Down at Cards and Payments Australia in Melbourne I sat in on some interesting discussions about the coming Aussie immediate settlement system, the New Payments Platform (NPP, their more advanced version of the UK’s Faster Payment Service, FPS) and the kind of “overlay services” that might be built on top of it.
While I was listening to this discussion, I remembered that a couple of years ago at a Smart Payment Forum in the UK, my old chum Adrian Cannon gave an update on the state of the UK FPS and said that in his opinion there would be an FPS point-of-sale service in the UK within five years. I agreed with him and referred to something I wrote back in 2007.
The mobile handset is the obvious means to implement secure, authenticated payments. I go to a shop, buy something, wave my phone over the POS, the bill shows up on my phone, I enter my PIN to pay it and my phones instructs an FPS transfer.[From Digital Money: Changes to the card payments landscape in Europe]
Now, as Adrian predicted, there is an FPS-at-retail scheme under development in the UK and I am very interested to see how this develops because I have long thought that payments in general will be subject to a shift from pull to push. There are a great many reasons why a push-only payment solution is much better suited to the modern world, doing away with the 1970s hacks of direct debits and standing orders. With ubiquitous networks, smart devices and strong authentication we don’t need these any more.
Pingit and Zapp are both examples of “push” payment systems, ultimately controlled by the payer, in contrast to direct debits, which “pull” payments from your bank account. “It reverses the system,” says Mr Yates, “and puts the payer in control.”[From Mobile apps boost payment security – FT.com]
The retail venture, Zapp, will launch this year (Before I get any e-mails on the topic: Consult Hyperion has provided paid professional services with the last year) and there is some pretty serious money behind it.
VocaLink – owned by the banks – has invested heavily its venture, recently putting in another £17 million on top of an initial outlay of £16 million. However, Zapp says that it is still hoping to attract outside investment as it bids to secure a total of around £100 million to bring the service to launch, with much of the money earmarked for an aggressive marketing campaign.[From Finextra: M-commerce start-up Zapp vows to take on Visa and MasterCard]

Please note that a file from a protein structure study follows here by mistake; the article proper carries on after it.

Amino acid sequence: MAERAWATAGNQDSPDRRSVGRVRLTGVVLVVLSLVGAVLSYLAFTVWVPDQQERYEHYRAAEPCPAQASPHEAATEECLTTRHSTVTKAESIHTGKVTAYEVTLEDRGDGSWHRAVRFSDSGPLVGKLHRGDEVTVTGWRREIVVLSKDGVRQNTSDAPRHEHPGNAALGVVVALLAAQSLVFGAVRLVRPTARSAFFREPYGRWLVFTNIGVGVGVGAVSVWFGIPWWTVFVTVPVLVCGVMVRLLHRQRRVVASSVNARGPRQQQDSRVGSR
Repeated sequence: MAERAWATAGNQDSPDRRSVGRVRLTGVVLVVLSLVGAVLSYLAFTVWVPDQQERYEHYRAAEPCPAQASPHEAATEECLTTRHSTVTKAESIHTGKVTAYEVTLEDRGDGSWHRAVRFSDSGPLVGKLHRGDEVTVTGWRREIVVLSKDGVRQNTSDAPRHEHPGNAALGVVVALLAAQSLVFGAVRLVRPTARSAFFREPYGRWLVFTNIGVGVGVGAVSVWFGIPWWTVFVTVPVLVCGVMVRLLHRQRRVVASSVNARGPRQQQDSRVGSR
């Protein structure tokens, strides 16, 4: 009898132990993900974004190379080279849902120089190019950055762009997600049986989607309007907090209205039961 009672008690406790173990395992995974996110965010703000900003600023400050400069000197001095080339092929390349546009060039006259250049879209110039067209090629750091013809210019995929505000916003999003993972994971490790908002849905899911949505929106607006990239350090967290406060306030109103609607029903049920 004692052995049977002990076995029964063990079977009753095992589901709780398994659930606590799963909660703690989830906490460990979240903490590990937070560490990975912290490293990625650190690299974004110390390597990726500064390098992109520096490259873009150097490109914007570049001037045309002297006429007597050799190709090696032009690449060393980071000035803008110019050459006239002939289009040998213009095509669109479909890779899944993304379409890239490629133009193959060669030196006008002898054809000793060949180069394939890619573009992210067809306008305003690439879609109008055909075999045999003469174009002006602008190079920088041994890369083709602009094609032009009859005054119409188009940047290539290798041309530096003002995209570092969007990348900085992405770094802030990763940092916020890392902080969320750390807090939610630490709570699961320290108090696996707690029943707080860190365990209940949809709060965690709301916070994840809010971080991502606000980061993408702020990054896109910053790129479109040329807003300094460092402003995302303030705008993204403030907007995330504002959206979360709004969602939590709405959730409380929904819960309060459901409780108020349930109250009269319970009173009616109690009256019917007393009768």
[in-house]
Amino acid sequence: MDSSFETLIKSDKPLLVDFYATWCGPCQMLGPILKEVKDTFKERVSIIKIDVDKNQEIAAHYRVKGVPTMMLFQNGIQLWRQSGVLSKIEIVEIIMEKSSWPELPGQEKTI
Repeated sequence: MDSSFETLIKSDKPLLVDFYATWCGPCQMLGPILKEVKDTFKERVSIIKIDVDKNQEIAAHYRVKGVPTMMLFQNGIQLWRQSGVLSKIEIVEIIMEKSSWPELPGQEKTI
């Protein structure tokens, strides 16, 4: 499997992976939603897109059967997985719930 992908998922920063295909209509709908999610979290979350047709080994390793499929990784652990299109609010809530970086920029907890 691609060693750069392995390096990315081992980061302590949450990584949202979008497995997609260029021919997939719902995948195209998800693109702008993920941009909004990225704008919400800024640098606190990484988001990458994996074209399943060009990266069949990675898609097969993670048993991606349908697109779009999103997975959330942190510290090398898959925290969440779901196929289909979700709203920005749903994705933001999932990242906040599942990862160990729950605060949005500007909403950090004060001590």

So why is this so important? Well, as I heard several people say in the context of the Australian discussion, an immediate settlement overlay is a new and very different proposition for retail payments and rather than be used simply to emulate existing infrastructure (potentially at lower cost) it ought to be used to enable new products and services, to create transactional infrastructure that does not currently exist.
Furthermore, if a mass market mobile payments initiative takes place which does not use the traditional rails, and is instead based on the Faster Payments system, it will have considerable ramifications for the UK payments market at large.[From Zapp Vs Pingit – the creation of the UK’s 3rd debit scheme? – Payments Cards & Mobile]
Actually, I would say the ramifications are for Europe at large, because the idea of a European “third scheme” might well make more sense as a layer on top of a pan-European immediate settlement service (perhaps an evolution of MyBank) rather than a derivative four-party Visa/MC lookalike. The idea of a super-simplified push-only instant payment service is appealing to many stakeholders (I’ll blog about this some more in the near future) and it seems to me that from the European Commission perspective this sort of service – based on what we at Consult Hyperion have been calling the “triple-A play” of authentication, apps and APIs – it could be an attractive platform for innovation.